Claes Brondal


web convo Claes Brondal

The musician and organizer of the November 10 All That Jazz benefit concert at Bay Street Theatre on Sag Harbor’s music scene, jamming on Thursdays and musicians who crash and burn.

How did the benefit concert come about?

It actually came about in April of this year, and we were initially shooting for a May benefit. In its original form it was to promote live music in Sag Harbor and the East End. Bay Street Theatre has been a big help to us in the past. By giving us a platform they are directly helping to promote our music.

They need all the help they can get. It makes a statement there is culture and life in Sag Harbor outside the season and helping to sustain Bay Street Theatre makes sense.

It seems there has become quite a vibrant music culture here.

Humans as species need arts and music in their lives. Unfortunately, live performances have become more absent, and people need that stimulation.

There’s also that social aspect, social interaction. To go and listen to live music, rather than a movie, encourages conversation. As a performer, I don’t mind people conversing.

There’s been a void for some time. You can always find live music at The Talkhouse, but finding consistent live music in Sag Harbor is a bit challenging.

I think the desire for live performances is also a reaction to so much time spent on social media online. There’s a place for that, but there’s also a need for real live social interaction.

The jam session at Bay Burger started nearly two years ago; how has it evolved?

Jam sessions started out as an experiment, as an after concert performance. We took that concept to Bay Burger.

We had the concept of a jam, with a house band as a core. It was not an open mic, which encourages anyone to come in and do their own act. The jam welcomes everyone, but the music is done as a group.

Content each night is determined by those who show up. You have to trust the process. If you keep it steady and consistent it will act as a magnet for local talent.

We originally took musicians of all ability, I was curious to see what pool of musicians existed out here. More and more people came down,

We kicked it up with Morris Goldberg when he sat in. He had worked with Paul Simon and a lot of others. He’s just a nice unassuming gentleman who sat in for a couple songs and everyone asked what was that? What happened?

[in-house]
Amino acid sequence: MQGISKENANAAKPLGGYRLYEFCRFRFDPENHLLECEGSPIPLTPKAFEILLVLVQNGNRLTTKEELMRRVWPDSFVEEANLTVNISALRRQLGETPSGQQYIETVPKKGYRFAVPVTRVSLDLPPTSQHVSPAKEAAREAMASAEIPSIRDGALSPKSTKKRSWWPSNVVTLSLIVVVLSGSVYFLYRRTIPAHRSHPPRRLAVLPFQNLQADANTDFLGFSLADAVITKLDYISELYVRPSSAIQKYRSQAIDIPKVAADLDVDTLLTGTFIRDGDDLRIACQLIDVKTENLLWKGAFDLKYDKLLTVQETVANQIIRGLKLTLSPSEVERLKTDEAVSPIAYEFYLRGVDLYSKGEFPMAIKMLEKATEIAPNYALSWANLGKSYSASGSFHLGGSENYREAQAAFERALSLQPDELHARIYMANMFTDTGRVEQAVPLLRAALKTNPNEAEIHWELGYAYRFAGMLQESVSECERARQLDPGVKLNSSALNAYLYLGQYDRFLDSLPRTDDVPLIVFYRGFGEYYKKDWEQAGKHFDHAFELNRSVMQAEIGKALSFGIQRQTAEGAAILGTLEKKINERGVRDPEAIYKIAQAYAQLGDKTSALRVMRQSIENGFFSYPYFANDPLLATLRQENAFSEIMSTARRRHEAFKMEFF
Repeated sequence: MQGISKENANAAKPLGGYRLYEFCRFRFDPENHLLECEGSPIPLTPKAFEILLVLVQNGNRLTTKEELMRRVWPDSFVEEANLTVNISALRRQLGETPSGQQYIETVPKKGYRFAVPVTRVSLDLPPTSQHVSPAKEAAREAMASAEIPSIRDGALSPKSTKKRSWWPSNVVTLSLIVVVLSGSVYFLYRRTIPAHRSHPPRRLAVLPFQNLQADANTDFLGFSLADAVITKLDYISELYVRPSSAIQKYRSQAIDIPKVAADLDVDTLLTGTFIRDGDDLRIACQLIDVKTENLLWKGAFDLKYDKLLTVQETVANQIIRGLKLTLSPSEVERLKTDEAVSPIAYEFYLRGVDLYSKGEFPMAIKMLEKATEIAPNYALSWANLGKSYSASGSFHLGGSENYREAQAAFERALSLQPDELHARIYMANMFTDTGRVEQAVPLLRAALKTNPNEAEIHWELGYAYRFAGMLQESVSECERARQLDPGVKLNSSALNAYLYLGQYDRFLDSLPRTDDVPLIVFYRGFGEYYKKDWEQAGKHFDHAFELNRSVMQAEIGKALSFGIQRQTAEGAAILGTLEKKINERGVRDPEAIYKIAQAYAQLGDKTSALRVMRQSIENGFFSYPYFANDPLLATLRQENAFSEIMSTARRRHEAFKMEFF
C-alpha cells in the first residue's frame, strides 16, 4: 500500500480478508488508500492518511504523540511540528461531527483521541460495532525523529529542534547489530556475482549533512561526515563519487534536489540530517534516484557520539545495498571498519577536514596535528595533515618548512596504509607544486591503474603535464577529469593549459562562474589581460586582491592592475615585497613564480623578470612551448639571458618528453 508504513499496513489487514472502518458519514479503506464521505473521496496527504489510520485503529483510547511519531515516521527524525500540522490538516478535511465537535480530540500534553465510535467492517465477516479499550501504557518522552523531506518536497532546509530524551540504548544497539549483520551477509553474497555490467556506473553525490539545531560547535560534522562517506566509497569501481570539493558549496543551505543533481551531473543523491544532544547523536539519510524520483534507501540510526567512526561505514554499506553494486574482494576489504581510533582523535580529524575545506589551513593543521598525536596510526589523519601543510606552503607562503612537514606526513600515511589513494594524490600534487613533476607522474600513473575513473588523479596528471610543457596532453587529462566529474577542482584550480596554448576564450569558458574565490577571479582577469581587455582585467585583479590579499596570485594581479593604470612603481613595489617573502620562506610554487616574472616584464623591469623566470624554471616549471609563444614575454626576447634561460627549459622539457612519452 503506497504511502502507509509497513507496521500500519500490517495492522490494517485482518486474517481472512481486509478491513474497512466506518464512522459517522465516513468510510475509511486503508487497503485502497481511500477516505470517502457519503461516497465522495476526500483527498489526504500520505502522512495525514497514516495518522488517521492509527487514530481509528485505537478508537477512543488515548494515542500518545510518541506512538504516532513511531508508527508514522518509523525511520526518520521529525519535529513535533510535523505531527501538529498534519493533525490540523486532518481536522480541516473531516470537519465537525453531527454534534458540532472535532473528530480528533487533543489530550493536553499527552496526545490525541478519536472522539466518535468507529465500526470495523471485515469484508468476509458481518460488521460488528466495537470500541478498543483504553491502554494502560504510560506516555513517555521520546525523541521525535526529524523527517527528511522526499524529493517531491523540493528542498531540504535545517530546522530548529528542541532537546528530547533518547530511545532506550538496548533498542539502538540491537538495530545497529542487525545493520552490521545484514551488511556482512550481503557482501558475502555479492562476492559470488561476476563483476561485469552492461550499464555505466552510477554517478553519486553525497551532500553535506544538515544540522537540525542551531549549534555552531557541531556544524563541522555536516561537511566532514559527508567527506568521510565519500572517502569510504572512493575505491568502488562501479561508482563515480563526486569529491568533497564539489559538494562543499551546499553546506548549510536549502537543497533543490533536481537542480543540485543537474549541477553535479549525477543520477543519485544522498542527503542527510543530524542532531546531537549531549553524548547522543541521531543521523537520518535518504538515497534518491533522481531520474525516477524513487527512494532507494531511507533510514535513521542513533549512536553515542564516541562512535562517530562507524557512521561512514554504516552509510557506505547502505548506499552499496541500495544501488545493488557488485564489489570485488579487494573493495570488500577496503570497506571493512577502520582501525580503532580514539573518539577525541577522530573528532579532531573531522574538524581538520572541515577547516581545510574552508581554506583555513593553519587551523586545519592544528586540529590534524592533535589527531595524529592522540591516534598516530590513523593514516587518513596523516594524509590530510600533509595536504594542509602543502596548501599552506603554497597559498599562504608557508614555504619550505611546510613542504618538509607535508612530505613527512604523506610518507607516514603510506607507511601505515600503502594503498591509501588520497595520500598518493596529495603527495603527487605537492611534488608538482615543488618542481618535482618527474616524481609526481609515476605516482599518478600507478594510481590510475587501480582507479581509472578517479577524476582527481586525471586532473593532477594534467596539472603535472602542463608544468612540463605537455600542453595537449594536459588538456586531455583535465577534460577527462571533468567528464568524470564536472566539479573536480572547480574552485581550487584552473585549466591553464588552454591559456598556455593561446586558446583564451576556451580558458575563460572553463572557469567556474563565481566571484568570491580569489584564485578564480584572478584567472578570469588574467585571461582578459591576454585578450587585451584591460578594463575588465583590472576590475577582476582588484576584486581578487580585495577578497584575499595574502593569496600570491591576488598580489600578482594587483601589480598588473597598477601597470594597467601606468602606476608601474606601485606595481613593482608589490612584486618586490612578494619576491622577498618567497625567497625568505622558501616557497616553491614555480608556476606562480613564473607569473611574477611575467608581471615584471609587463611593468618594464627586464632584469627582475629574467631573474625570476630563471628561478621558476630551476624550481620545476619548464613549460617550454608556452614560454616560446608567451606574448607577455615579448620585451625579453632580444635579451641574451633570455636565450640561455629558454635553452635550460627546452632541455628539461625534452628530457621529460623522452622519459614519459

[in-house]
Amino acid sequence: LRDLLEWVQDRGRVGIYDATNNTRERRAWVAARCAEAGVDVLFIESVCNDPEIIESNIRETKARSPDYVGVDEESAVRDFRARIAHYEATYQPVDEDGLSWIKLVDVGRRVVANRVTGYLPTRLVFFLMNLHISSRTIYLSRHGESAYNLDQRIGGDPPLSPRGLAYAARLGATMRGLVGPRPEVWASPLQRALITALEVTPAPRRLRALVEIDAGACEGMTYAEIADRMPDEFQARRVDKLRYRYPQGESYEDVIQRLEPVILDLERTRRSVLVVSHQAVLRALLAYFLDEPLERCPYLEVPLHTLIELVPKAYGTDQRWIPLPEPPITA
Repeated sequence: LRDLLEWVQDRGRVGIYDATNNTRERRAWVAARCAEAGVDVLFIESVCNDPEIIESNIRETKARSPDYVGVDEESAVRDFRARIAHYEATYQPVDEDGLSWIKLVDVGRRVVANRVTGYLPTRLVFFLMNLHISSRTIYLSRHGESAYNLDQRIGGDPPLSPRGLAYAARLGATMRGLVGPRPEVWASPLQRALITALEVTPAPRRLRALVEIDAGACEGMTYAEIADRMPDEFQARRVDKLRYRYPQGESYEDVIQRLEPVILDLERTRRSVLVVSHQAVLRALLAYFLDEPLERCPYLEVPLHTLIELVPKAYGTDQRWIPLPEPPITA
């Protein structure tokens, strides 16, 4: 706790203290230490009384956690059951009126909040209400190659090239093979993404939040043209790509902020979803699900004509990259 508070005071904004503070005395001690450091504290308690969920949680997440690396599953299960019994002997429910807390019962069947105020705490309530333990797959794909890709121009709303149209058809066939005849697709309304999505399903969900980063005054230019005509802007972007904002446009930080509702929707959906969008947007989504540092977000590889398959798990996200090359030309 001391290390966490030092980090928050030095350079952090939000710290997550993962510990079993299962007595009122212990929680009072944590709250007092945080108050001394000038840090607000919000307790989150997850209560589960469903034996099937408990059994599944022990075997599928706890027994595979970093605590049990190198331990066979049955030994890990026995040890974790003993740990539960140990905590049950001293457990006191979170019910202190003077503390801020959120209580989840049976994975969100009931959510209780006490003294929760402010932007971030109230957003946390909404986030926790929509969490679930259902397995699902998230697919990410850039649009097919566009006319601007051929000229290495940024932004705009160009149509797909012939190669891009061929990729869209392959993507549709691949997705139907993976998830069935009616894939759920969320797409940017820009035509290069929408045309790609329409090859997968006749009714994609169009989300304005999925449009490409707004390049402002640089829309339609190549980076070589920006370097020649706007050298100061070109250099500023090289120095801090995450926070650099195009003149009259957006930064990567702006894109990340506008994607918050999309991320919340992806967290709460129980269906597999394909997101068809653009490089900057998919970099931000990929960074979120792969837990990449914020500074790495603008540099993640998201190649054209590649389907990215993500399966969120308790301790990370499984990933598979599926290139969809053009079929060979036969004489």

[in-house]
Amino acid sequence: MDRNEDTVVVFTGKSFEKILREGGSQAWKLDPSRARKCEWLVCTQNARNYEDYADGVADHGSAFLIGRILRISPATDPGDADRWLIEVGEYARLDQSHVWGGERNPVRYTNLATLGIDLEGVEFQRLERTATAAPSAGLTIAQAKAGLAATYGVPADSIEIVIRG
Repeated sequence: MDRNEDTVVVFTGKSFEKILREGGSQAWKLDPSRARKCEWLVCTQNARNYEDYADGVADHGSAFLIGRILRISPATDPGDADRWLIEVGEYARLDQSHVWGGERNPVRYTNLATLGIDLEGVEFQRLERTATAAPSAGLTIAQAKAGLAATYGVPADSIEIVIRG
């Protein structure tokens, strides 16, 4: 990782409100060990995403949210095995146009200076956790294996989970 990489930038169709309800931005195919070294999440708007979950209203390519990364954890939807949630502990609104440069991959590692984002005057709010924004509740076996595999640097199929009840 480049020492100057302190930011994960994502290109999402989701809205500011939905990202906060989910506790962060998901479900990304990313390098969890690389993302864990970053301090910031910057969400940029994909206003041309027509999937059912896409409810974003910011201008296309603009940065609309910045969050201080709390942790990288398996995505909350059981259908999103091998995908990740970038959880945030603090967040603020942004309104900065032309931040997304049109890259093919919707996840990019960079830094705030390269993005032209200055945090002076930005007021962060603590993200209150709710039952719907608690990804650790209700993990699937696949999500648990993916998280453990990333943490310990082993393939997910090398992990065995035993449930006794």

Were you surprised by the talent that has shown up?

Very surprised. Still surprised by plenty of local professional musicians who come down or want to come down. We now have a pool of about 50 to 80 musicians.

You’re getting some big names, what is their attraction to the jam and playing at Bay Street?

I’m amazed by their generosity. They’re not just nice and doing me a favor; they’re doing it for the common good. Jazz musicians play their instrument to work their craft. It’s a need they have, whether they’re getting paid or not.

The jam session provides a venue for musicians to ply their craft. Why would someone like Randy Brecker come down after touring for nine months, had barely been home, but comes down the next day to play?

Is the jam session a laboratory of sorts, allowing musicians an opportunity to do what they might not be able to in concerts or other performances?

The nuts and bolts of the jam is a lab, an unrehearsed rehearsal open to the public. It’s not a performance in the traditional sense, and the musicians enter the room knowing this is open ended.

It’s a reflection of life itself: you’re given cues from others, you can take them or not. You may crash and burn. Audience members love to see a musician sweat and get themselves out of a pinch; but we have the trust in each other knowing we can get back.

Jam sessions afford you the opportunity to create, to make mistakes, to be part of that laboratory.

What can people expect at the concert?

The benefit concert is not a jam session. But it’s a celebration of 140 plus jam sessions we’ve done. It’ll feature past special guests, Ada Rovatti, Randy Brecker, Jim Campagnola, Morris Goldberg, Max Feldschuh, Rashid Lanie, Bill Smith, Jim Turner.

Partially the whole band will be playing at the same time, and then fragments of the band playing: a tentet, a quintet, a quartet.

We’ll do some familiar jazz pieces, to Latin, to Funk. My intention is to showcase the different styles of jazz.

How important is Bay Street Theatre to the community?

I think it’s very important. I think going forward it’ll be even more important. There’s a growing year-round community and it’ll be great if they can operate year-round.

There is a mutual relationship between Sag Harbor and the Bay Street Theater, and it’s known nationwide. It’s role as a cultural center for Sag Harbor is extremely worthwhile.

The venue itself is wonderful. It has such a creative vibe. The whole package, lobby, stage, it’s as good as any live music venue in the world.

Putting this all-star lineup in there Thursday night can be just as good as any jazz club in the world. I’m billing it as one of the most serious live jazz performances east of the East River.

Anything else?

We’re talking about styles of musicians and the vibrancy of the music scene, but all of this is kept alive by the wonderful audience that keeps showing up. There wouldn’t be live music without a faithful audience.